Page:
June 19, 2012
Jail Sentence Stands for Host of Home Bible Studies
Arizona court dismisses complaint of Phoenix homeowner whose Bible studies failed to meet building code requirements for a church.
A Phoenix homeowner who held weekly Bible studies in his backyard must serve jail time for failing to comply with building, zoning, fire, and safety codes applicable to churches, ruled a federal district court in Arizona last week.
In 2008, the City of Phoenix ordered Michael Salman to comply with code requirements for a church after neighbors complained about his weekly Bible studies, which often drew 50 people to a gazebo in his backyard. Salman refused, claiming the order violated his free exercise rights, and was sentenced to 60 days in jail, fined $12,000, and given three year's probation--during which he could not host more than 12 people in his home, reports Religion Clause.
On Friday, the federal district court dismissed Salman's attempt to halt this judgment because a lower federal court had already heard his complaint and dismissed it for failing to first exhaust legal options at the state level.
This is not the first time home Bible studies have been cited or barred in the recent past.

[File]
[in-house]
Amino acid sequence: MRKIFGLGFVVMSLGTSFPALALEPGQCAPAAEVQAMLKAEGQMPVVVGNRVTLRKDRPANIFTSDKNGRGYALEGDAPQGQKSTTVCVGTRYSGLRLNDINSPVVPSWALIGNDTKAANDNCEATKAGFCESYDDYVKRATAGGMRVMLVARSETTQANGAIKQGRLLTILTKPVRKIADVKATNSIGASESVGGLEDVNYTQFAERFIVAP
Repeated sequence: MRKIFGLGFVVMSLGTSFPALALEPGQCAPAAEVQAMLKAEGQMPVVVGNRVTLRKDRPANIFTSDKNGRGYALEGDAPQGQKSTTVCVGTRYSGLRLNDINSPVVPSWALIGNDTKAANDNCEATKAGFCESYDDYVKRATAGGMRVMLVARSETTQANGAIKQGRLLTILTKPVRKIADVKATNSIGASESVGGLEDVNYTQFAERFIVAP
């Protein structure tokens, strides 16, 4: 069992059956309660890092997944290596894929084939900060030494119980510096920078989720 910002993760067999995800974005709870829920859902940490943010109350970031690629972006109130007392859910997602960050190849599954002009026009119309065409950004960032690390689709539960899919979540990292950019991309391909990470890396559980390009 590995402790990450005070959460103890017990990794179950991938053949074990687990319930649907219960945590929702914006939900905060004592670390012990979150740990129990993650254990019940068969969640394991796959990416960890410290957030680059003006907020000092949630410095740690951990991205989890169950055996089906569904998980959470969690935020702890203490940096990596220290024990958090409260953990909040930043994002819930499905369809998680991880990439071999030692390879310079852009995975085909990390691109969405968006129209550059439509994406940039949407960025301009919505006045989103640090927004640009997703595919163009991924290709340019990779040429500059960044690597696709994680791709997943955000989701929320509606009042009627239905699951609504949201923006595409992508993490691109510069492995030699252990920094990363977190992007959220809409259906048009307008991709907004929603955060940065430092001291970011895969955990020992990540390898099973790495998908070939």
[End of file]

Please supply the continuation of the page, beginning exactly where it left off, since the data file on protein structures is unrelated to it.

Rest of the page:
In 2011, the California city of San Juan Capistrano fined Chuck Fromm, former president of Maranatha! Music and co-founder and editor of Worship Leader magazine, for holding Bible studies in his family home without a permit. Fromm and his wife Stephanie filed a lawsuit but later dropped it after the city agreed to reimburse the couple and re-examine its permit rules for religious meetings in residential areas.
In April 2009, San Diego county officials issued a warning to David and Mary Jones for hosting a weekly Bible study in their home without a permit for religious assembly; the county rescinded the warning in June of that year. In November of that year, Joe Sutherland of Gilbert, Arizona, was given a cease-and-desist order for church meetings in his home because it violated the city’s zoning code. The city council revised the code the following March to allow the meetings.